He stressed that what had been achieved was a leap forward beyond promoting “plasticity” – the rewiring of remaining connections. The professor added: “The number of patients who are completely paralysed is enormous. There are millions of them in the world. “If we can convince the global neurosurgeon community that this works then it will develop very rapidly indeed.”

(To read more).

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Smell Turns Up in Unexpected Places

Smell is one of the oldest human faculties, yet it was one of the last to be understood by scientists. It was not until the early 1990s that biologists first described the inner workings of olfactory receptors — the chemical sensors in our noses — in a discovery that won a Nobel Prize.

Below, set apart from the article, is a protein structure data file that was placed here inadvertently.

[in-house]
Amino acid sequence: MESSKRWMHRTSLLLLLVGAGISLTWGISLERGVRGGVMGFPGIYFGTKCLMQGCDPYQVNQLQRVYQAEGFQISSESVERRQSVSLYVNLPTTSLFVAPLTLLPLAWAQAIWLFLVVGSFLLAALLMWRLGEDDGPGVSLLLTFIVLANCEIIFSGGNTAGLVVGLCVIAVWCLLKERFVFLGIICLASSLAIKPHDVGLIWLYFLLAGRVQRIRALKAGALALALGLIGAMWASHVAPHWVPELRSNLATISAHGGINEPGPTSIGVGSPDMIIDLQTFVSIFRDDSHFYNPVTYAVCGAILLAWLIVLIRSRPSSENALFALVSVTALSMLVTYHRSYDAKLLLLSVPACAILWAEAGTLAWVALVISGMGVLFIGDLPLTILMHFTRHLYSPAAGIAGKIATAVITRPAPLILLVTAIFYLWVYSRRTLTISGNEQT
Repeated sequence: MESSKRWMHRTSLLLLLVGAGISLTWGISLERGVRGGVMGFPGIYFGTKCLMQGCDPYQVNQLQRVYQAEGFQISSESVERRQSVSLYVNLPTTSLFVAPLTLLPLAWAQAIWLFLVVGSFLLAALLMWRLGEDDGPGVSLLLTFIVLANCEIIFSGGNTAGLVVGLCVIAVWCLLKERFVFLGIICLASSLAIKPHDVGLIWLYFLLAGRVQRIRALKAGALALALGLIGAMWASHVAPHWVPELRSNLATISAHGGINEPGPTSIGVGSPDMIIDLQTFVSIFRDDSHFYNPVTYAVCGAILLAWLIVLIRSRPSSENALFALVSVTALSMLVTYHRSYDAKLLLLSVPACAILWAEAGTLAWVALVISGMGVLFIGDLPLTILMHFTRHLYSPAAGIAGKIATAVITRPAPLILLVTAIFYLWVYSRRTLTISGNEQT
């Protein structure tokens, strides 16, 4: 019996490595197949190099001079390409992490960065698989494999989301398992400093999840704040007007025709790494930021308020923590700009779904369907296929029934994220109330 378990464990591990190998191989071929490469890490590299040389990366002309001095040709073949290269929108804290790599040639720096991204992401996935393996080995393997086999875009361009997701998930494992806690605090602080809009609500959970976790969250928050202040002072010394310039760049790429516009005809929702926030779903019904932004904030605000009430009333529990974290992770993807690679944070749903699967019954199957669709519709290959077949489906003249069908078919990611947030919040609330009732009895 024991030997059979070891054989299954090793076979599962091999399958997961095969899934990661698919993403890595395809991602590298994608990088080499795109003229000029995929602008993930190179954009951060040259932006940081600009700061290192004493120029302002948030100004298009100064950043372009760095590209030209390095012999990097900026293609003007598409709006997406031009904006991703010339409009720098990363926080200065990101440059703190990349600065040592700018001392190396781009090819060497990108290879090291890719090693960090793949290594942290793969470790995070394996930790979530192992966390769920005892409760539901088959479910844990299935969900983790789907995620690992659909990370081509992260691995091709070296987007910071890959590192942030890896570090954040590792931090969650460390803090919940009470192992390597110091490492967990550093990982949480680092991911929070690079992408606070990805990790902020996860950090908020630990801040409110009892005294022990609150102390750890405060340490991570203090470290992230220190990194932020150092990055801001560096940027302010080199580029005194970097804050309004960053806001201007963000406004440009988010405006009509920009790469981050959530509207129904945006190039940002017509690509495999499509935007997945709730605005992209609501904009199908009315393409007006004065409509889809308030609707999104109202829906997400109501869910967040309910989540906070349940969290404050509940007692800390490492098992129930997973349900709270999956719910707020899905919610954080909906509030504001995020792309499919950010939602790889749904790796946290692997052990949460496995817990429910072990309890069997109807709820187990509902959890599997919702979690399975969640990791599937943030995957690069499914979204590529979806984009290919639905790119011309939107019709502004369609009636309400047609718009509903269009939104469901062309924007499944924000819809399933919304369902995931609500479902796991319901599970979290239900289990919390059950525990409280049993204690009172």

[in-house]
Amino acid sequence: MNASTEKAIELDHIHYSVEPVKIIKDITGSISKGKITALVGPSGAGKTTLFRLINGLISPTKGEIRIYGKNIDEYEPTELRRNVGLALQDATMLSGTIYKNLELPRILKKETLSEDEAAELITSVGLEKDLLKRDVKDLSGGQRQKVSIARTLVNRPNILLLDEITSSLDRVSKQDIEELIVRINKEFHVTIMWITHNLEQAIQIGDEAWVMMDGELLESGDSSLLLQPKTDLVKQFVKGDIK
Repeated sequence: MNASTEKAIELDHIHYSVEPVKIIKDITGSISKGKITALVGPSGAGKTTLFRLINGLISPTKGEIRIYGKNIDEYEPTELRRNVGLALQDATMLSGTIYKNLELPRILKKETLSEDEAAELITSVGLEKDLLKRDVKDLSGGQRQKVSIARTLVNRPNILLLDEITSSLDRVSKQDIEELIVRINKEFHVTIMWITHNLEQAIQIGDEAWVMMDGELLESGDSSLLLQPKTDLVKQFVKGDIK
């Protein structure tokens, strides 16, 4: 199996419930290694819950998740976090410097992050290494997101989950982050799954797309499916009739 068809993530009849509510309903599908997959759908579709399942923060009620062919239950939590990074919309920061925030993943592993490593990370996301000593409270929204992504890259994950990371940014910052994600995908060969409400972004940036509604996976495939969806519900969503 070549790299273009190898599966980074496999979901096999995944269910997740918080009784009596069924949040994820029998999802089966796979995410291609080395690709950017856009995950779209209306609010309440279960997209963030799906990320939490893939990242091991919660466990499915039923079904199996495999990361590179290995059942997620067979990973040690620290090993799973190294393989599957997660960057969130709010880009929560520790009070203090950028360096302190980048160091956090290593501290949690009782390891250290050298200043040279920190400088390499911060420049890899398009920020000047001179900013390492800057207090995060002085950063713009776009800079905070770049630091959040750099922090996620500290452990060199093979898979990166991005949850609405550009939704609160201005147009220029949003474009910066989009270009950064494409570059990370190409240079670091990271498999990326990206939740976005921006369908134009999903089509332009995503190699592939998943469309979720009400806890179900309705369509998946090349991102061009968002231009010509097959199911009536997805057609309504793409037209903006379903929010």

Since then, the plot has thickened. Over the last decade or so, scientists have discovered that odor receptors are not solely confined to the nose, but found throughout body — in the liver, the heart, the kidneys and even sperm — where they play a pivotal role in a host of physiological functions.

Now, a team of biologists at Ruhr University Bochum in Germany has found that our skin is bristling with olfactory receptors. “More than 15 of the olfactory receptors that exist in the nose are also found in human skin cells,” said the lead researcher, Dr. Hanns Hatt. Not only that, but exposing one of these receptors (colorfully named OR2AT4) to a synthetic sandalwood odor known as Sandalore sets off a cascade of molecular signals that appears to induce healing in injured tissue.

In a series of human tests, skin abrasions healed 30 percent faster in the presence of Sandalore, a finding the scientists think could lead to cosmetic products for aging skin and to new treatments to promote recovery after physical trauma.

The presence of scent receptors outside the nose may seem odd at first, but as Dr. Hatt and others have observed, odor receptors are among the most evolutionarily ancient chemical sensors in the body, capable of detecting a multitude of compounds, not solely those drifting through the air.